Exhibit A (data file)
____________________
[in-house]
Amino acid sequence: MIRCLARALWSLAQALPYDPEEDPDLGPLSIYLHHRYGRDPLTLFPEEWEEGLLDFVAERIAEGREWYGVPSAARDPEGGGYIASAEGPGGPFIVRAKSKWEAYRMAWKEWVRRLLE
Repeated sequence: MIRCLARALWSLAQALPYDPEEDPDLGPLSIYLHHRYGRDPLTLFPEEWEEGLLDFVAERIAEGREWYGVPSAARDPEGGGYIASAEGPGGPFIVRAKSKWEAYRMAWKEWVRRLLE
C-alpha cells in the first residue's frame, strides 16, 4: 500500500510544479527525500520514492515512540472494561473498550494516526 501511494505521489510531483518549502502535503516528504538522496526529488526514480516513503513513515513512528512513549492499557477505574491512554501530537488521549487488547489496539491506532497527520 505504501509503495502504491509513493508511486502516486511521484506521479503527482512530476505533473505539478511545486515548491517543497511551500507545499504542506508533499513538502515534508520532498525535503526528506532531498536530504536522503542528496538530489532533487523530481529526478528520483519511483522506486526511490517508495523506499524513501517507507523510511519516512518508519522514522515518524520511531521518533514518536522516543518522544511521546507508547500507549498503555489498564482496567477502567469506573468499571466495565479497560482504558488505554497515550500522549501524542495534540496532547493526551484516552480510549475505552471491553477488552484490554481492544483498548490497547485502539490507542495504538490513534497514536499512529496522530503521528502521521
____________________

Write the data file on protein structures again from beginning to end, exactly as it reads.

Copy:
[in-house]
Amino acid sequence: MIRCLARALWSLAQALPYDPEEDPDLGPLSIYLHHRYGRDPLTLFPEEWEEGLLDFVAERIAEGREWYGVPSAARDPEGGGYIASAEGPGGPFIVRAKSKWEAYRMAWKEWVRRLLE
Repeated sequence: MIRCLARALWSLAQALPYDPEEDPDLGPLSIYLHHRYGRDPLTLFPEEWEEGLLDFVAERIAEGREWYGVPSAARDPEGGGYIASAEGPGGPFIVRAKSKWEAYRMAWKEWVRRLLE
C-alpha cells in the first residue's frame, strides 16, 4: 500500500510544479527525500520514492515512540472494561473498550494516526 501511494505521489510531483518549502502535503516528504538522496526529488526514480516513503513513515513512528512513549492499557477505574491512554501530537488521549487488547489496539491506532497527520 505504501509503495502504491509513493508511486502516486511521484506521479503527482512530476505533473505539478511545486515548491517543497511551500507545499504542506508533499513538502515534508520532498525535503526528506532531498536530504536522503542528496538530489532533487523530481529526478528520483519511483522506486526511490517508495523506499524513501517507507523510511519516512518508519522514522515518524520511531521518533514518536522516543518522544511521546507508547500507549498503555489498564482496567477502567469506573468499571466495565479497560482504558488505554497515550500522549501524542495534540496532547493526551484516552480510549475505552471491553477488552484490554481492544483498548490497547485502539490507542495504538490513534497514536499512529496522530503521528502521521